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Showing posts from December, 2011

The Idiot

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Russia, mid-1800s.  When Prince Myshkin returns to his native country, he is young, naive, and not fully recovered from the physical and mental illnesses that had sent him to Switzerland.  A sudden inheritance plunges him headfirst into the Russian aristocracy, and he is unprepared for its gritty reality.  Torn between the woman he loves and the woman he pities, Myshkin must face the world for the first time in his life, to either rise above prejudice or be forever labeled "the idiot".

This was my second Russian lit read, after Eugene Onegin.  I was taking the "History of Russia & the USSR" this fall, so it seemed a good time to read some more Russian lit.  I was drawn to The Idiot, moreover, due to its being Dostoyevsky and because of its "saintly" hero, which, according to the back cover, is the reason why Dostoyevsky wrote it.  Overall, I give it 4.5 out of 5 stars.  Recommended?  Not sure.

While not necessarily a saintly hero, Myshkin is certainly …

Thoughts on 'The Idiot'

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I am getting very close to finishing this book, and so far, it has been both fascinating and (to my knowledge) truly original.  I have a feeling it's going to end badly--but then again, the plot has not been predictable.  It keeps shifting from scene to scene, focusing on specific characters and their problems, with no continuous plot except the day-to-day life of Prince Myshkin, a very noble character.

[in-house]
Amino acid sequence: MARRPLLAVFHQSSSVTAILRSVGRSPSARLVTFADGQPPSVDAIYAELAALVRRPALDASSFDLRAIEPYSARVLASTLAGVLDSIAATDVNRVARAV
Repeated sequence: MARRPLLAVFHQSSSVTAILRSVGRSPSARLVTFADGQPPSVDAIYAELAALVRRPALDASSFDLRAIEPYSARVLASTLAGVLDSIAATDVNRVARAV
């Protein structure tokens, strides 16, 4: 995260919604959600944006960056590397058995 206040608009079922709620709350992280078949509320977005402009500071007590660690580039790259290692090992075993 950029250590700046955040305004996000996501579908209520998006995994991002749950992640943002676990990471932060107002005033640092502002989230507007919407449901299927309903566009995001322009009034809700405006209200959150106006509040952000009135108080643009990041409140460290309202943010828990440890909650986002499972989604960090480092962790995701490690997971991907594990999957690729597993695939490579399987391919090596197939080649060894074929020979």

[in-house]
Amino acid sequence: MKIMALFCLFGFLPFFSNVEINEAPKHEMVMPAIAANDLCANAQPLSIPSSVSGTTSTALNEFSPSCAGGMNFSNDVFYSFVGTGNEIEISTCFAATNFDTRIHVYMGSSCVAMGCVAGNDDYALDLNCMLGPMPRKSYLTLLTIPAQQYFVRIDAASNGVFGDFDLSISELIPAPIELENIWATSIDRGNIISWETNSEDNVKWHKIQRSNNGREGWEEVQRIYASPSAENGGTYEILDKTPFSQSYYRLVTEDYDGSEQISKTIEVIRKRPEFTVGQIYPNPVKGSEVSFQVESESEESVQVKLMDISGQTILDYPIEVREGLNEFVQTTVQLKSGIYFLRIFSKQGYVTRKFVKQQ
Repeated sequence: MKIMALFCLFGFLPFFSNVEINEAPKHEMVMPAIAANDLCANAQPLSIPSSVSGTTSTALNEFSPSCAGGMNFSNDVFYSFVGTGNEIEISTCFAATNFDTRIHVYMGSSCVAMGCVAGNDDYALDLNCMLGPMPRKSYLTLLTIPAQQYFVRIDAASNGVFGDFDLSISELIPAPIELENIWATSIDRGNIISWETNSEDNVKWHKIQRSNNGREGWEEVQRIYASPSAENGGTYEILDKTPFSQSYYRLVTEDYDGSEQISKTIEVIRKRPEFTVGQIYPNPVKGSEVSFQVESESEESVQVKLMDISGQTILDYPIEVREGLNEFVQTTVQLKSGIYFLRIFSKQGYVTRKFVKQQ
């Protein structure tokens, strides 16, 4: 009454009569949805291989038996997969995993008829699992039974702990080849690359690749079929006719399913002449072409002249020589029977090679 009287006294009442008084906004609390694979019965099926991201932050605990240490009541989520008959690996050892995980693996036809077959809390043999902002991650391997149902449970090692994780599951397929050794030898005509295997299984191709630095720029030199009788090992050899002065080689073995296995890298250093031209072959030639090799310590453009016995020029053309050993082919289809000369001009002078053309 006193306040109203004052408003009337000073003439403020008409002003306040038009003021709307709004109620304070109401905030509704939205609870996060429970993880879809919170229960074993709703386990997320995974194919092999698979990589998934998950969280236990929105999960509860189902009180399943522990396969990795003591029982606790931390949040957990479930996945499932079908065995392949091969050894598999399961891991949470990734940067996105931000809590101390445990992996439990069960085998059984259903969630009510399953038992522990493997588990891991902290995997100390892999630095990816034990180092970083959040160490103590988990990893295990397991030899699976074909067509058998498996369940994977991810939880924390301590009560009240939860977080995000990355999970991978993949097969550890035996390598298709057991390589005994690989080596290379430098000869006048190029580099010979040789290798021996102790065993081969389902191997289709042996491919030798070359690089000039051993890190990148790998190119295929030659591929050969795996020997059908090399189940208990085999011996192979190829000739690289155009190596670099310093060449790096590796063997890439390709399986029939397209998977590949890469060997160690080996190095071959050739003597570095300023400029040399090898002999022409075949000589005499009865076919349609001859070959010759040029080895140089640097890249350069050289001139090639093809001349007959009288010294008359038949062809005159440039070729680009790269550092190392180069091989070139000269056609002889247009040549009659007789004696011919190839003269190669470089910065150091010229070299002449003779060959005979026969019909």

There is the common theme of searching: each character is looking for something, and no one has found it yet.  Rogozhin, the anti-hero, is trying to win the love of Nastasya, a mistreated and embittered woman.  She, in turn, is trying to escape from her past and find real happiness.  The middle-aged Yepanchin couple tries (unsuccessfully) to be conventional, and the youngest Yepanchin daughter is looking for independence.  Even Lebedev, a wannabe lawyer, makes it his business to hunt around for gossip. 

And Myshkin?  He searches for stability, peace, and, above all, goo…